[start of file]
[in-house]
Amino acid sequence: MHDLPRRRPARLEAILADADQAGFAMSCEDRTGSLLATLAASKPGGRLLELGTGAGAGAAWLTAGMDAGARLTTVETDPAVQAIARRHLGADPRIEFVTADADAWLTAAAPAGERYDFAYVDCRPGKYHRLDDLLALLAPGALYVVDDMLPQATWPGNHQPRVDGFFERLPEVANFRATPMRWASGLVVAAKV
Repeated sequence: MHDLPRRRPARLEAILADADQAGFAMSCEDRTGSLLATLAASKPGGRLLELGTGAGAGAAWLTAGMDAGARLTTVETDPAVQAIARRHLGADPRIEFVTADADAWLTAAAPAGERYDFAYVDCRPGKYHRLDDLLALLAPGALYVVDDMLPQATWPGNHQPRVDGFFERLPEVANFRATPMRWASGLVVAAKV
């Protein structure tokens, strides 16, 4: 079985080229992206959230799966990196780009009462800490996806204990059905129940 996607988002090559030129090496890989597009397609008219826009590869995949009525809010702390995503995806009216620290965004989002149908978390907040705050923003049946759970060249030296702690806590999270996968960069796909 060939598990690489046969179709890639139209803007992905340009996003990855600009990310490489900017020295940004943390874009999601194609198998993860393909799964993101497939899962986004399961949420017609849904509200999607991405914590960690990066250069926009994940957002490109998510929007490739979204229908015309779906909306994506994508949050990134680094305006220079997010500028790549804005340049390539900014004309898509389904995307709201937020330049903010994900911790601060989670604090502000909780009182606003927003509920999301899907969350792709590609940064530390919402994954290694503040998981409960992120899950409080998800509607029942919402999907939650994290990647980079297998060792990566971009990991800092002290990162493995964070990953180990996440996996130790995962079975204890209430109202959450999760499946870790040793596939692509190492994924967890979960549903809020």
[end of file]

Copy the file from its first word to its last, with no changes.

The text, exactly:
[in-house]
Amino acid sequence: MHDLPRRRPARLEAILADADQAGFAMSCEDRTGSLLATLAASKPGGRLLELGTGAGAGAAWLTAGMDAGARLTTVETDPAVQAIARRHLGADPRIEFVTADADAWLTAAAPAGERYDFAYVDCRPGKYHRLDDLLALLAPGALYVVDDMLPQATWPGNHQPRVDGFFERLPEVANFRATPMRWASGLVVAAKV
Repeated sequence: MHDLPRRRPARLEAILADADQAGFAMSCEDRTGSLLATLAASKPGGRLLELGTGAGAGAAWLTAGMDAGARLTTVETDPAVQAIARRHLGADPRIEFVTADADAWLTAAAPAGERYDFAYVDCRPGKYHRLDDLLALLAPGALYVVDDMLPQATWPGNHQPRVDGFFERLPEVANFRATPMRWASGLVVAAKV
């Protein structure tokens, strides 16, 4: 079985080229992206959230799966990196780009009462800490996806204990059905129940 996607988002090559030129090496890989597009397609008219826009590869995949009525809010702390995503995806009216620290965004989002149908978390907040705050923003049946759970060249030296702690806590999270996968960069796909 060939598990690489046969179709890639139209803007992905340009996003990855600009990310490489900017020295940004943390874009999601194609198998993860393909799964993101497939899962986004399961949420017609849904509200999607991405914590960690990066250069926009994940957002490109998510929007490739979204229908015309779906909306994506994508949050990134680094305006220079997010500028790549804005340049390539900014004309898509389904995307709201937020330049903010994900911790601060989670604090502000909780009182606003927003509920999301899907969350792709590609940064530390919402994954290694503040998981409960992120899950409080998800509607029942919402999907939650994290990647980079297998060792990566971009990991800092002290990162493995964070990953180990996440996996130790995962079975204890209430109202959450999760499946870790040793596939692509190492994924967890979960549903809020």